About Lisa Suennen
Yes, it’s me
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- From Russia With Love
- The Secret to Lower Healthcare Costs: Dying Faster
- You Say You Want a Healthcare Revolution
- We Are the 51%!
- Singing a New Tune: Redefining Innovation in the Medical Device World
- Rap Genius: Healthcare to a Hip Hop Beat?
- When “Cloud-based” Means Technology, Not Heaven: Report from AARP Health Innovation@50+
- A Tale of Two Doctor Visits
- Your CEO May Be A Man, But Your Healthcare Customer is a Woman
- Healthcare IT BINGO!
- I’m On A Boat! The Rising Fleet of Incubators
- Employers and Health Innovation: Will They Go Long or Advance One Yard at a Time?
- Give ‘Em That Old Razzle Dazzle
- Never Let Anyone Make You a Carrot
- What’s Done Cannot Be Undone
- The Star Thrower, or How Healthcare Looks to Consumers
- Medical Technology and Kubler-Ross’ Five Stages of Grief
- There Is No “I” in Team, But There Is In “Win”
- A Soda A Day Keeps Your Lifespan Away
- Investor Comedy Relief: The Missed Investment Opportunity
- Psilos Releases Annual Healthcare Outlook Report: A Golden Age in Healthcare Investing
- Discounts on Two Upcoming Conferences for Venture Valkyrie Readers
- Digital Health: The Cat’s Meow
- School Daze
- Showcase Your Start-up at the AARP Health Innovation@50+ Event-Viva Las Vegas
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Monthly Archives: August 2012
I wrote most of this post while on a plane flying to New Orleans to attend the funeral of a loving family friend and adopted relative, Tsip Levitov. She was 95 when she died last week and lived a long, wonderful life marked by incredible achievements, particularly for a woman who grew up in an era when women were expected to be wives and not much more.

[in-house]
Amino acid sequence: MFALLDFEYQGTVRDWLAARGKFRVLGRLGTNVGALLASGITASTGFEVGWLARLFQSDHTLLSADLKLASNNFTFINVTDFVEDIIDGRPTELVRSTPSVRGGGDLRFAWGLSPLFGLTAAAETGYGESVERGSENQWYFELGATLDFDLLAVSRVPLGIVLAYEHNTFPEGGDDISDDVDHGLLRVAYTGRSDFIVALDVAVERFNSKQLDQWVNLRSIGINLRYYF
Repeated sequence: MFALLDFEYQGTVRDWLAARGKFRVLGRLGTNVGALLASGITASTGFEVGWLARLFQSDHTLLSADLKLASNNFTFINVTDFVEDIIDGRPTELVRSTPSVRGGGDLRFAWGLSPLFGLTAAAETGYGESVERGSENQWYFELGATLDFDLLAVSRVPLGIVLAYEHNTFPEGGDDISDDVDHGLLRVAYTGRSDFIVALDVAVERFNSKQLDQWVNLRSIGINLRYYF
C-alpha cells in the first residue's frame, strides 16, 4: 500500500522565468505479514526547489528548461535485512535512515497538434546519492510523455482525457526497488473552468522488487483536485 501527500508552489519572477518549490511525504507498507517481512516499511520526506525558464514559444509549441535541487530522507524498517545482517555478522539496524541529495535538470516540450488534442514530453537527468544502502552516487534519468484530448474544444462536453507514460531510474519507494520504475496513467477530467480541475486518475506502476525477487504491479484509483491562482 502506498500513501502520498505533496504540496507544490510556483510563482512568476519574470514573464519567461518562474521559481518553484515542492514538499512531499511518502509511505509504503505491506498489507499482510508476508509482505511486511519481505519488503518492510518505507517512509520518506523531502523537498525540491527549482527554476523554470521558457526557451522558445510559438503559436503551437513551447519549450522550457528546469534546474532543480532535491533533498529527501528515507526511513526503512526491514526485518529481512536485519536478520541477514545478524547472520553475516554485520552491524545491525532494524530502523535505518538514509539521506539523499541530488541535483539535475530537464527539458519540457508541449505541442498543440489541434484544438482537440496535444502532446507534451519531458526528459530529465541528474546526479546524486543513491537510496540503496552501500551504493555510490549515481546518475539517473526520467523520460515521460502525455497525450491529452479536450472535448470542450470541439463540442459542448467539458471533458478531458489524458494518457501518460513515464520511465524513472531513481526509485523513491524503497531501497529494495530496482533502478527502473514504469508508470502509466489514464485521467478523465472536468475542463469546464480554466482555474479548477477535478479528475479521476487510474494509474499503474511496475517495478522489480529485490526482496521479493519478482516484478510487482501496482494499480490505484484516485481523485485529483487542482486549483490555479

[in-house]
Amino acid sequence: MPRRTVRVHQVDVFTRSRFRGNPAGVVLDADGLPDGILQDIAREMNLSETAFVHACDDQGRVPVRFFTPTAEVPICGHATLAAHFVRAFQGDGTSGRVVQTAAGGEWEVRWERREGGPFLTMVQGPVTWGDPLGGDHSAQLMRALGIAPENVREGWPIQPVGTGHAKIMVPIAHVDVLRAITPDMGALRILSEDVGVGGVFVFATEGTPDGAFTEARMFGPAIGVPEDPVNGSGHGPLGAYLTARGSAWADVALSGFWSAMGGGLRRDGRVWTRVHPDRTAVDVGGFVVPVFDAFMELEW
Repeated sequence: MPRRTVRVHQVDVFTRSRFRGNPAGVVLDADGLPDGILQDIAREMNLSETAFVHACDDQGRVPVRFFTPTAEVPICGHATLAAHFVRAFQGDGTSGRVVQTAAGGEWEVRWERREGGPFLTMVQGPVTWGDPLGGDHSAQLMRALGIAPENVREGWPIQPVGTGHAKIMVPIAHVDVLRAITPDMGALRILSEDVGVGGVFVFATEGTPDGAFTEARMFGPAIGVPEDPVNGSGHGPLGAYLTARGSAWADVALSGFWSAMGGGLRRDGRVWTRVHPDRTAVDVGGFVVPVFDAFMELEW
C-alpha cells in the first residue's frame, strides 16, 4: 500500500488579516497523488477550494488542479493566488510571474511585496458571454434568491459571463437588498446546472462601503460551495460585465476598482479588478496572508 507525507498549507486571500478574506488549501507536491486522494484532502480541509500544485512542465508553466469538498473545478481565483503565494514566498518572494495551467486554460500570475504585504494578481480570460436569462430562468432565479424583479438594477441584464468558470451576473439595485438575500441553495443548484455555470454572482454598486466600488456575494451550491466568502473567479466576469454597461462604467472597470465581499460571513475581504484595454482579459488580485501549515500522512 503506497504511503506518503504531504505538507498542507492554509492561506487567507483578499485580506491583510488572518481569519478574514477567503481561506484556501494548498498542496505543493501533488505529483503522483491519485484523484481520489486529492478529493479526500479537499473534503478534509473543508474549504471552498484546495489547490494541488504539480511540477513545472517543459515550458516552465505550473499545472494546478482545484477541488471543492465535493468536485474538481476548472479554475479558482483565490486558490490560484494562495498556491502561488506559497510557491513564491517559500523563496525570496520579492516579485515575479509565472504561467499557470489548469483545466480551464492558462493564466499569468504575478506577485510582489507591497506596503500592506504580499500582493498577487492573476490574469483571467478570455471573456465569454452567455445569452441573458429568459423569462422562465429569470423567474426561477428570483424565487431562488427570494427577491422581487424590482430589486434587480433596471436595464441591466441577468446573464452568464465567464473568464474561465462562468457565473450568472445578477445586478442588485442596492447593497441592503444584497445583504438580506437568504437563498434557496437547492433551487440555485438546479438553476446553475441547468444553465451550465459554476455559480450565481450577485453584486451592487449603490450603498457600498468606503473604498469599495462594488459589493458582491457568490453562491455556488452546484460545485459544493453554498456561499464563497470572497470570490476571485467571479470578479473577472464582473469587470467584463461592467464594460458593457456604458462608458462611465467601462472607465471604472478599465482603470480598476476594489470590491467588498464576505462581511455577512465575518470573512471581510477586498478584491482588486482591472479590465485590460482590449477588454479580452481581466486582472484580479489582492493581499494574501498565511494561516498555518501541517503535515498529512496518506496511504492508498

Among Tsip’s professional accomplishments were to be the first woman in Miami to enlist in the US Navy in WWII. After the war she spent many years as a bookkeeper and then as travel guide for El Al Airlines and others, accompanying tourist groups on far-flung journeys the world over. She was a self-taught expert on chocolate and traveled the world to sample all she could before authoring a book on the topic some years back (good work if you can get it!). She was a force of nature, the woman who “adopted” my sister and me as her granddaughters when our own grandmother died in 1999. At that point the she and my grandmother had been best friends for nearly 85 years. … (read the rest)
Entitled “The 7 iPhone Apps I’d Like To See,” Sack’s app ideas range from one which sends a phony page and thus helps doctors get the hell away from annoying patients who monopolize their time, to one that translates ePocrates-described drug side effects into patient speak, to my personal favorite, one that helps doctors connect with each other by phone in perfect unison without having to play the game of “who gets on the call first,” thus rendering each equally important in their own minds.
It occurs to me that there are a number of equally compelling apps that should be created for patients who must deal with that 50% of doctors who are, by definition, worse than average at patient engagement. In the same tongue-in-cheek spirit as Dr. Sack, and in a never-ending quest to foster better-functioning healthcare consumers, I offer you my list of the 8 iPhone apps I’d like to see someone develop … (read the rest)
The combination of medical devices and healthcare information technology (HIT) is very much upon us. When most people think about this merger of technical fields, they are drawn to think of the way in which mobile phones are being used in medical applications, some very much in the manner of medical devices such as ultrasound imagers, cardiac and glucose monitors and even medical microscopes.